Bikers and pedestrians react to new Seattle trails speed limit

VIDEO: Parks department is setting and enforcing new speed limit on Seattle trails

SEATTLE — The city of Seattle says it's cracking down on speeding-- if you're a cyclist.  It starts with new speed limit enforcement on the city's trails.

Even on a gray, cloudy day, Seattle’s Elliott Bay Trail through the Olympic Sculpture Park is packed with people utilizing various forms of transit, from bikes to electric unicycles to the always timeless mode: feet.

Some are speedy, some are leisurely, and all are now required to travel under 15 miles per hour.

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Following citizen complaints, the city of Seattle's Parks and Recreation Department is implementing a speed limit on five multi-use trails, including the Ellliott Bay and the popular Burke-Gilman Trail that runs through Ballard.

“I use it five days a week to come into work,” Troy Glennon told us.

He’s an Elliott Bay regular who rides an electric bike, which is not technically permissible on the trail.

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Along with the new speed limit, the city will open its trails to electric bikes, although Glennon is proof there’s been little enforcement of the rules on the routes before.  Because of that, Glennon wants to know what’s different now when it comes to enforcing the speed limit.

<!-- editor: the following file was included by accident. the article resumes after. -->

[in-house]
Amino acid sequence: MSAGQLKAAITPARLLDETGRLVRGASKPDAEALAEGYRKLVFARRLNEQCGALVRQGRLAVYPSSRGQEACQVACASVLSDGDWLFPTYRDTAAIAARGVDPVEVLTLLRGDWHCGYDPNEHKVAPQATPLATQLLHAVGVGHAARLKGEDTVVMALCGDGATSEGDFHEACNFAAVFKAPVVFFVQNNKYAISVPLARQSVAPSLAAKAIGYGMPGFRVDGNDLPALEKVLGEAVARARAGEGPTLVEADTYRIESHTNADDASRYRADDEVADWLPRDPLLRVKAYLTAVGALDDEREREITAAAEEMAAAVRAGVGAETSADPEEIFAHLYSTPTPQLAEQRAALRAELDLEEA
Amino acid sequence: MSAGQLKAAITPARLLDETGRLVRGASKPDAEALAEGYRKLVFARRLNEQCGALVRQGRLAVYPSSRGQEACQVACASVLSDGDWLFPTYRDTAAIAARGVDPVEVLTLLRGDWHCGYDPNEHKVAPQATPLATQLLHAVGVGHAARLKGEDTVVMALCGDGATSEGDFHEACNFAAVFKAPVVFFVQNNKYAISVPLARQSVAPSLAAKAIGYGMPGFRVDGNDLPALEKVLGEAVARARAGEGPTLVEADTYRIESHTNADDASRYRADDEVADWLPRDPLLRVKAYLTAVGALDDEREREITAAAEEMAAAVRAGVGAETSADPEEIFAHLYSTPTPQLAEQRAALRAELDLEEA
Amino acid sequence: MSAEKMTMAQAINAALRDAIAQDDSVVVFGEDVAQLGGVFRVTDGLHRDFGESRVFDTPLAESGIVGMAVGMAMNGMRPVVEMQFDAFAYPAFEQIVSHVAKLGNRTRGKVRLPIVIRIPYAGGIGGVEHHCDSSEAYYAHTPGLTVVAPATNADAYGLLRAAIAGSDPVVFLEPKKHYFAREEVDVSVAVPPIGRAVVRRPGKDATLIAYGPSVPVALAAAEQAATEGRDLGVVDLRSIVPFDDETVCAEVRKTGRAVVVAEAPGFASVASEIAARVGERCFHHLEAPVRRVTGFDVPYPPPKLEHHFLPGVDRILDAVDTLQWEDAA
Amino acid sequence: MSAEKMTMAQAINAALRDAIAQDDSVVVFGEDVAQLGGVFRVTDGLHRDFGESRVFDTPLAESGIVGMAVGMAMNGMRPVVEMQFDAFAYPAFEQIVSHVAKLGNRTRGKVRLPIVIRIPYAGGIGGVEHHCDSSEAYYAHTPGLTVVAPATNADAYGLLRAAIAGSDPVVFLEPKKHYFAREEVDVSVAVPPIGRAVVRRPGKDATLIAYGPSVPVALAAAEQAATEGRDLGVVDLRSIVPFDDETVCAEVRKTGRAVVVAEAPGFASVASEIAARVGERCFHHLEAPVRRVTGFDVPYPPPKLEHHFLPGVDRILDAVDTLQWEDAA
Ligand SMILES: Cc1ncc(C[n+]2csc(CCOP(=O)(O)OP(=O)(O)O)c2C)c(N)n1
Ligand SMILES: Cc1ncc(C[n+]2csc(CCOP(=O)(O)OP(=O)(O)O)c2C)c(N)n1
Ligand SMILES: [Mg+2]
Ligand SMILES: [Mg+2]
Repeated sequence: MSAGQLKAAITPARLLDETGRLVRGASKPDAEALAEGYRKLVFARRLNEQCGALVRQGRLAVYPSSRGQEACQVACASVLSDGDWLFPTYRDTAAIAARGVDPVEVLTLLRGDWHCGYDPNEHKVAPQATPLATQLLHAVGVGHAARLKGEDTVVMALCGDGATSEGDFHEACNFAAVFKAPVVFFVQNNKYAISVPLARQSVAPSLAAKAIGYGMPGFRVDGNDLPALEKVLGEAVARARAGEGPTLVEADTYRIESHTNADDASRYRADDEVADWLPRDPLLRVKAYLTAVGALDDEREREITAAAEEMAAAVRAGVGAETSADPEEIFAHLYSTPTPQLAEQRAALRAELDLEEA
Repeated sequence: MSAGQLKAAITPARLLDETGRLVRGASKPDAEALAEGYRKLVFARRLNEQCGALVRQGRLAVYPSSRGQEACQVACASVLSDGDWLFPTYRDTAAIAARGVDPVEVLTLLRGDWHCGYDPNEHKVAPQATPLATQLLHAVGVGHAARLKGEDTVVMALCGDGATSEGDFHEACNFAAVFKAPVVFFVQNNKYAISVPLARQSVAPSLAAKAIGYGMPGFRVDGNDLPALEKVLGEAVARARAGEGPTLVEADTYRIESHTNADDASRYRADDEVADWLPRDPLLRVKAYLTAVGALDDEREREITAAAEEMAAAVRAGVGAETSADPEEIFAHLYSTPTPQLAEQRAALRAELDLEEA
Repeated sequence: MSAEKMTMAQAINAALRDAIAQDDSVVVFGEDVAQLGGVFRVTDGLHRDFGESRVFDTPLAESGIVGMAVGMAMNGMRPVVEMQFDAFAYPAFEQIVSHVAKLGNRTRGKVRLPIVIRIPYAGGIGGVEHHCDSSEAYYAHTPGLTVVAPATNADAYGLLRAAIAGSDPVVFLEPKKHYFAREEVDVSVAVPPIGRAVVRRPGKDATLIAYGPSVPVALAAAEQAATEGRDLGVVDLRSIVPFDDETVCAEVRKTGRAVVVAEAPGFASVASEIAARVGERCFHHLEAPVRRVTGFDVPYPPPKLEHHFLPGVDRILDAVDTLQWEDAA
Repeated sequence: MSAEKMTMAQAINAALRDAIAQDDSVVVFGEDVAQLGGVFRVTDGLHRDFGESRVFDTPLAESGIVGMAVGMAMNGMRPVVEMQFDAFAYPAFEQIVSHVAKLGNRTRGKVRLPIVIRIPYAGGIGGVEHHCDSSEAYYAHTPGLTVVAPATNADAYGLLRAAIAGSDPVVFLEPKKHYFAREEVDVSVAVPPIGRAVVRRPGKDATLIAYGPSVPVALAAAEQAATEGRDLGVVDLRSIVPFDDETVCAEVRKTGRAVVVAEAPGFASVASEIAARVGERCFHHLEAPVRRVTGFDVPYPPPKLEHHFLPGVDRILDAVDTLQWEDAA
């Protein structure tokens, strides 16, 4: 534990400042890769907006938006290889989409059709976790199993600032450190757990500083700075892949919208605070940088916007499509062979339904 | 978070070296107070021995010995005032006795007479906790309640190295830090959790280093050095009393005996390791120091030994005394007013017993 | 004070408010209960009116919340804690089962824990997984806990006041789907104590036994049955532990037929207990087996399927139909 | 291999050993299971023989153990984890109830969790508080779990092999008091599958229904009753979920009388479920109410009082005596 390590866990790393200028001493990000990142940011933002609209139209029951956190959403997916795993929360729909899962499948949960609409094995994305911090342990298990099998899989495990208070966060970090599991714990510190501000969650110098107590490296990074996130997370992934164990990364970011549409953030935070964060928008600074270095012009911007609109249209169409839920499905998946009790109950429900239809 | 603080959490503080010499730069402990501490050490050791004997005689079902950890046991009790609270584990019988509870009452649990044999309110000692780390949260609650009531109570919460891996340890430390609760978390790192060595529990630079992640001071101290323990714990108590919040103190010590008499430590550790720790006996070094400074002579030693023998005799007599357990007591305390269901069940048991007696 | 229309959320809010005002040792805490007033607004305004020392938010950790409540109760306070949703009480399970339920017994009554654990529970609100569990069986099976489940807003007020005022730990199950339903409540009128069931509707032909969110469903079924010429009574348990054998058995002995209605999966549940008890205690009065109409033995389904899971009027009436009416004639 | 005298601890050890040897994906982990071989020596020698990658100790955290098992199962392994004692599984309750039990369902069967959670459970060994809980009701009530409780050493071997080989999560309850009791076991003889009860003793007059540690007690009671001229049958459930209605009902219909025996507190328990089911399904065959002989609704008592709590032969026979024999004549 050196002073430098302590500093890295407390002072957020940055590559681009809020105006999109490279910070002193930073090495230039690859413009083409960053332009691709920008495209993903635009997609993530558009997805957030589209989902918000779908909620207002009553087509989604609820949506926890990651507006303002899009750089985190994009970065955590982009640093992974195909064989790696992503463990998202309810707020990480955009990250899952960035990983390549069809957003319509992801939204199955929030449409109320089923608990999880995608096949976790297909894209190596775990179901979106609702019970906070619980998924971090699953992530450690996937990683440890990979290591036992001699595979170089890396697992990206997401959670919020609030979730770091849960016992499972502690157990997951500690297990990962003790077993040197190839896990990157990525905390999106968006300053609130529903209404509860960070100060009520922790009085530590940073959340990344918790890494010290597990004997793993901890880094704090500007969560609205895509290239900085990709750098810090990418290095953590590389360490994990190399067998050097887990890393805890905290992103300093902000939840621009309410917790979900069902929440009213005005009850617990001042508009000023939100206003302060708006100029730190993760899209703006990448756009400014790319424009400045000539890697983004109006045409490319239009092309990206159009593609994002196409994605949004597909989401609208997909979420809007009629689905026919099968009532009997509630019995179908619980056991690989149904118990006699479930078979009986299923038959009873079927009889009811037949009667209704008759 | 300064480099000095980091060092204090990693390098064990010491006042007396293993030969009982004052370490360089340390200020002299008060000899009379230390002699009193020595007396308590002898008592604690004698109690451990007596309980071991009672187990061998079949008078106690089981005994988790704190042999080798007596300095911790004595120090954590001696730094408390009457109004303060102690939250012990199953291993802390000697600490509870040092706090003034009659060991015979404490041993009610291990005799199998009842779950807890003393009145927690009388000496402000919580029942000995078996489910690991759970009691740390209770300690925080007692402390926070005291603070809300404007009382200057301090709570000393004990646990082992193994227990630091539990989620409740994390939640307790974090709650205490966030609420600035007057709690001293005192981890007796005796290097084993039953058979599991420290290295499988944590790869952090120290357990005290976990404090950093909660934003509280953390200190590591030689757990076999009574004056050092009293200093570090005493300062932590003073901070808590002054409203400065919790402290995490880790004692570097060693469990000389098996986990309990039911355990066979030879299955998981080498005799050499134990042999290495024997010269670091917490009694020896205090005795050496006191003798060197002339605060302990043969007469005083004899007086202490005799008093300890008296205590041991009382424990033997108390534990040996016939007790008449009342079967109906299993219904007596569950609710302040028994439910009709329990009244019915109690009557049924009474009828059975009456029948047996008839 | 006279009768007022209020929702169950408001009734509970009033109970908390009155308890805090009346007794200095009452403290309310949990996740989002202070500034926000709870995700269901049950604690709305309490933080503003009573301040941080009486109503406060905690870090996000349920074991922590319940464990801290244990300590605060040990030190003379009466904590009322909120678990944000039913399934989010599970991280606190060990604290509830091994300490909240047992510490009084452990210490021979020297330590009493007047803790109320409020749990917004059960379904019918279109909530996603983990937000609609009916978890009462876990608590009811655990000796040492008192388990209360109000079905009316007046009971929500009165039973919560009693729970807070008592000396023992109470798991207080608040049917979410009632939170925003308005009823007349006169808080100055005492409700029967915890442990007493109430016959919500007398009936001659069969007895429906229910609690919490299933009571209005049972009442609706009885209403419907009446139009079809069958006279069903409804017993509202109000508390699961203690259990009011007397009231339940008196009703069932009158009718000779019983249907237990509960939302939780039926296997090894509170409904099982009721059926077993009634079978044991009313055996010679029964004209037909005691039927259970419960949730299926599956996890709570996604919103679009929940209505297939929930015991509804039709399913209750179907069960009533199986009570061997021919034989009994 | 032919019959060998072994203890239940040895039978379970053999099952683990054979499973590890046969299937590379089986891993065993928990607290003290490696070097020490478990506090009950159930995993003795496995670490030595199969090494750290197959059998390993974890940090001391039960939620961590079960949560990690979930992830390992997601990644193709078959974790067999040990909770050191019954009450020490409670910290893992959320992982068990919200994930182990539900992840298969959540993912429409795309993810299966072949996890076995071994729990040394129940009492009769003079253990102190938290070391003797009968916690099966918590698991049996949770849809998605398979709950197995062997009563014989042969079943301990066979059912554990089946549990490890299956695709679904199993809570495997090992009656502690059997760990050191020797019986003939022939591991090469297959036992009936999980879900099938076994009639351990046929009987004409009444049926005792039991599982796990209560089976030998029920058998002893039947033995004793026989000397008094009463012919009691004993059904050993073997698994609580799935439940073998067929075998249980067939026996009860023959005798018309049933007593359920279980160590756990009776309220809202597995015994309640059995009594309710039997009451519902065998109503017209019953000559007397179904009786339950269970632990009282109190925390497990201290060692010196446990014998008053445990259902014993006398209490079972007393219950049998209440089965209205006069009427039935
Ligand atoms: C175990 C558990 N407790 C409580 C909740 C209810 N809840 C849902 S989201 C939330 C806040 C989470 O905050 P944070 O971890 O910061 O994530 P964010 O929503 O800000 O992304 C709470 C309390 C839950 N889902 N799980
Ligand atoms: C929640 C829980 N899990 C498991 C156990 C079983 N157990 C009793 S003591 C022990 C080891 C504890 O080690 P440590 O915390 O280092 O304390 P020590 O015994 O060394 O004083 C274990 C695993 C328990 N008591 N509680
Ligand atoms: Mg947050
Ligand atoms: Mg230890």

“We can’t even make sure everybody wears a helmet. I mean, that’s the most obvious bicycle infraction and we can’t even handle that,” Glennon said.

The city says enforcement will be reactive; they’ll send officers to issue warnings or even ban speeders from using the trail only after they receive complaints.  Some citizens wonder if more regulation is even necessary.

“I haven’t ever felt like people are rushing by me and it’s going to cause something unsafe,” said Emma Ferguson, who often runs on Seattle trails.

Both bikers and pedestrians tell us they rarely if ever see anyone going 15 miles an hour.

“So long as they say something when they’re going to pass, that’s the thing I think makes the biggest difference,” Ferguson explained.

Glennon says what would make the biggest difference for trail-users is spending city money on infrastructure.

"Improving parks, widening bike lanes and pedestrian access,” Glennon concluded.